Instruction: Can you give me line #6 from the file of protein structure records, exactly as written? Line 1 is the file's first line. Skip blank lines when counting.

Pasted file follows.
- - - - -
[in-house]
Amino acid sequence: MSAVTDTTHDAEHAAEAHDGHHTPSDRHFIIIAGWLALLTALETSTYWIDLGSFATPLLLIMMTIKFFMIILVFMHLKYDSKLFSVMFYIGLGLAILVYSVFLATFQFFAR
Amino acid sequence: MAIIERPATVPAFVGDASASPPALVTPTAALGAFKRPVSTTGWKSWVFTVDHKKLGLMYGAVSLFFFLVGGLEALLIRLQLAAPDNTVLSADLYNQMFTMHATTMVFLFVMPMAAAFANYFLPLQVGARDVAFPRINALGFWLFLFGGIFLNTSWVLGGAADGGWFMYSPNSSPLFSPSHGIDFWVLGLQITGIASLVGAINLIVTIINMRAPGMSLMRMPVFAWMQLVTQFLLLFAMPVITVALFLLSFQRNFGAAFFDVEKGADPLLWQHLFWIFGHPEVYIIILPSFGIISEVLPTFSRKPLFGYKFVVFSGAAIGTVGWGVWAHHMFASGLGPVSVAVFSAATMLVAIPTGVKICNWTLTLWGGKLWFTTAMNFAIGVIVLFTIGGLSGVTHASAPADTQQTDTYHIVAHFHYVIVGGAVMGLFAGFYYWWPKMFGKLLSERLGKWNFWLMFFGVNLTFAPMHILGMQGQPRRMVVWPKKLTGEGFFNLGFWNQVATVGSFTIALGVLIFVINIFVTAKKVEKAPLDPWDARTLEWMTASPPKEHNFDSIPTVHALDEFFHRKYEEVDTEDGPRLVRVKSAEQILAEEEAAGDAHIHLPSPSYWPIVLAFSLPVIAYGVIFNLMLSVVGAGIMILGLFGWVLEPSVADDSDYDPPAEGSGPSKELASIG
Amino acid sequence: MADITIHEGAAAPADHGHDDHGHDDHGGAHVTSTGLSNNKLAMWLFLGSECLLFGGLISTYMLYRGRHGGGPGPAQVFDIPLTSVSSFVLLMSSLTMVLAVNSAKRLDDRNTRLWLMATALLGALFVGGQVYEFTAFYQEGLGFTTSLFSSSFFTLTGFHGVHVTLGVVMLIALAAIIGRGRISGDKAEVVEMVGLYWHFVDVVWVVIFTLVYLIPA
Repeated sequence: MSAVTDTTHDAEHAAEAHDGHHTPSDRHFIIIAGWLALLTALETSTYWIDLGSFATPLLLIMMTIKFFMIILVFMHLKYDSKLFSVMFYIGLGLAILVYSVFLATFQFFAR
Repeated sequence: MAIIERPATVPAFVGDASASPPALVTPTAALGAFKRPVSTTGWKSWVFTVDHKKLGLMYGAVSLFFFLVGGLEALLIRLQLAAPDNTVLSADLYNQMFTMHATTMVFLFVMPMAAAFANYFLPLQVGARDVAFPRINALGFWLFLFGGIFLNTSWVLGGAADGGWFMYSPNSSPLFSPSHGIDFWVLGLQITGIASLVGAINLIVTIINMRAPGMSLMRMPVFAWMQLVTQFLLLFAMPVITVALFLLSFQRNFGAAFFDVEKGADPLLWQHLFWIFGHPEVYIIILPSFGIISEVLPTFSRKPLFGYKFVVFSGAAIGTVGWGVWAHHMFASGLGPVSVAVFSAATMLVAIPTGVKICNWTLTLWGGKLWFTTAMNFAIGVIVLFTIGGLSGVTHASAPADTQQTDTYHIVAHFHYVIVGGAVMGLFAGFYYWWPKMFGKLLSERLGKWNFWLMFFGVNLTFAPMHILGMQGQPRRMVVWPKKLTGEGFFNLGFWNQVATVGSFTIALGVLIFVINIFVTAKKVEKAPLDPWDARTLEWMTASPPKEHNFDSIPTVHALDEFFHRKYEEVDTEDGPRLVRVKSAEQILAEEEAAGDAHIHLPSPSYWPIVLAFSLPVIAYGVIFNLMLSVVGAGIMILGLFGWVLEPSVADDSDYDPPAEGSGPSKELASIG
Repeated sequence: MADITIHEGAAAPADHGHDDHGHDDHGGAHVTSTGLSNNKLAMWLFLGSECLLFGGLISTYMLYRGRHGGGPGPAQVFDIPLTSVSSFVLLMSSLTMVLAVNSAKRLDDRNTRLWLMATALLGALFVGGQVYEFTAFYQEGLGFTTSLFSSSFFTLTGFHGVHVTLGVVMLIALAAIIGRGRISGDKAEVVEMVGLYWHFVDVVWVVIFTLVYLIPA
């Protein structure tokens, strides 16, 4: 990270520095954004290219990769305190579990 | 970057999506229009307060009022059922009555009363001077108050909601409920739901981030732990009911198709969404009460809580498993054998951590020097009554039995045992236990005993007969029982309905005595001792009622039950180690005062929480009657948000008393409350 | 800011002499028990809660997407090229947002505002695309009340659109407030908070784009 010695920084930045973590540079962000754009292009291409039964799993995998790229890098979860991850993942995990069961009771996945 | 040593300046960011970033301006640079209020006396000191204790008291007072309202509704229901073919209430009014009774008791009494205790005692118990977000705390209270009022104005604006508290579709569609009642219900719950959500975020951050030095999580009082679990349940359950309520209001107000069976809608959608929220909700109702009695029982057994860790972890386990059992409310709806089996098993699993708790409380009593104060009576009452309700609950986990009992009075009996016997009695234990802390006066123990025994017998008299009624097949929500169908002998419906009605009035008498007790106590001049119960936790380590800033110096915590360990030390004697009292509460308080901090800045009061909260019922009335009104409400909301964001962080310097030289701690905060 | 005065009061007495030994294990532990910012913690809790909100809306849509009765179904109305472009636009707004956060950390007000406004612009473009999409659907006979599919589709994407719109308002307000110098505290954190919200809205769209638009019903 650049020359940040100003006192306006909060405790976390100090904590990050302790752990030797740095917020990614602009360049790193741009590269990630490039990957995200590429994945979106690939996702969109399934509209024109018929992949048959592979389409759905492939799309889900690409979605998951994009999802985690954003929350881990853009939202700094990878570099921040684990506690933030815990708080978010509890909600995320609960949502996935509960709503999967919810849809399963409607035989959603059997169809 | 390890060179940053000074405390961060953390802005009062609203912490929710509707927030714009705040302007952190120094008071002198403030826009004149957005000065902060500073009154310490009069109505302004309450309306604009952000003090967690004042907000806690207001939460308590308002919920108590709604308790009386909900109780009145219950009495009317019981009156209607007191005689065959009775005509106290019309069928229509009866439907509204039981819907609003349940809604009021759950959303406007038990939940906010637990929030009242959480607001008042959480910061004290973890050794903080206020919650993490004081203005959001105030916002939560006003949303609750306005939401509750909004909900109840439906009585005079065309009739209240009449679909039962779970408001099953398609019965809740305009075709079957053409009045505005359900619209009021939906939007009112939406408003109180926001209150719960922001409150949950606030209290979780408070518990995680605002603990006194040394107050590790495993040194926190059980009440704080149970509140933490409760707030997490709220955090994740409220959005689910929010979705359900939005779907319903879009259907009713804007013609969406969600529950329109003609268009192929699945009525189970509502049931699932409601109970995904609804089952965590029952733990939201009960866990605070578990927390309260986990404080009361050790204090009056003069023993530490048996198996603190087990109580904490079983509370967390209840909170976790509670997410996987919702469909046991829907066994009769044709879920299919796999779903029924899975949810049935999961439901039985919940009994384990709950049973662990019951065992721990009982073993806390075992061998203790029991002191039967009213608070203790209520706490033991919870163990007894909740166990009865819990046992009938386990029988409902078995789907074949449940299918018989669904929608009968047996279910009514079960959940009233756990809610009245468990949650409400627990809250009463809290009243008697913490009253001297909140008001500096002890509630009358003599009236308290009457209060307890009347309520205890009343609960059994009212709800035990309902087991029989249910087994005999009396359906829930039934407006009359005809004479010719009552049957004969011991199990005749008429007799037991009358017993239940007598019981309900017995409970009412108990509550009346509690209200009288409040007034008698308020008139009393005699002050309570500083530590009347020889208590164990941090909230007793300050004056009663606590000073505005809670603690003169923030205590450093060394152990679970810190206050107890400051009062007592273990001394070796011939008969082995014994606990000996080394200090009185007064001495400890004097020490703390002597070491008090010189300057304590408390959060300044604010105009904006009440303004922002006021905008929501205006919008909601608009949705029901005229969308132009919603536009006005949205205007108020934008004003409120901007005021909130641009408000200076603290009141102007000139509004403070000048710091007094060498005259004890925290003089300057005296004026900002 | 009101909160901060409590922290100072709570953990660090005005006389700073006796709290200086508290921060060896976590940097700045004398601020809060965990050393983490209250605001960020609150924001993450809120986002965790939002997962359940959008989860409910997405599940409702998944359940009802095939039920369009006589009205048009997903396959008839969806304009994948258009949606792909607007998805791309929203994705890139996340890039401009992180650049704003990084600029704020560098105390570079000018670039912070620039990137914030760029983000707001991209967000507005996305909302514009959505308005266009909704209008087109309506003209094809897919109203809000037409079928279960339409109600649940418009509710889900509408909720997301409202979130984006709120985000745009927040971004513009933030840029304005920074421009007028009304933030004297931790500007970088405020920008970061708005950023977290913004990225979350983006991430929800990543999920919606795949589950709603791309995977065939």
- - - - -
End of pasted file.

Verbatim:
Repeated sequence: MAIIERPATVPAFVGDASASPPALVTPTAALGAFKRPVSTTGWKSWVFTVDHKKLGLMYGAVSLFFFLVGGLEALLIRLQLAAPDNTVLSADLYNQMFTMHATTMVFLFVMPMAAAFANYFLPLQVGARDVAFPRINALGFWLFLFGGIFLNTSWVLGGAADGGWFMYSPNSSPLFSPSHGIDFWVLGLQITGIASLVGAINLIVTIINMRAPGMSLMRMPVFAWMQLVTQFLLLFAMPVITVALFLLSFQRNFGAAFFDVEKGADPLLWQHLFWIFGHPEVYIIILPSFGIISEVLPTFSRKPLFGYKFVVFSGAAIGTVGWGVWAHHMFASGLGPVSVAVFSAATMLVAIPTGVKICNWTLTLWGGKLWFTTAMNFAIGVIVLFTIGGLSGVTHASAPADTQQTDTYHIVAHFHYVIVGGAVMGLFAGFYYWWPKMFGKLLSERLGKWNFWLMFFGVNLTFAPMHILGMQGQPRRMVVWPKKLTGEGFFNLGFWNQVATVGSFTIALGVLIFVINIFVTAKKVEKAPLDPWDARTLEWMTASPPKEHNFDSIPTVHALDEFFHRKYEEVDTEDGPRLVRVKSAEQILAEEEAAGDAHIHLPSPSYWPIVLAFSLPVIAYGVIFNLMLSVVGAGIMILGLFGWVLEPSVADDSDYDPPAEGSGPSKELASIG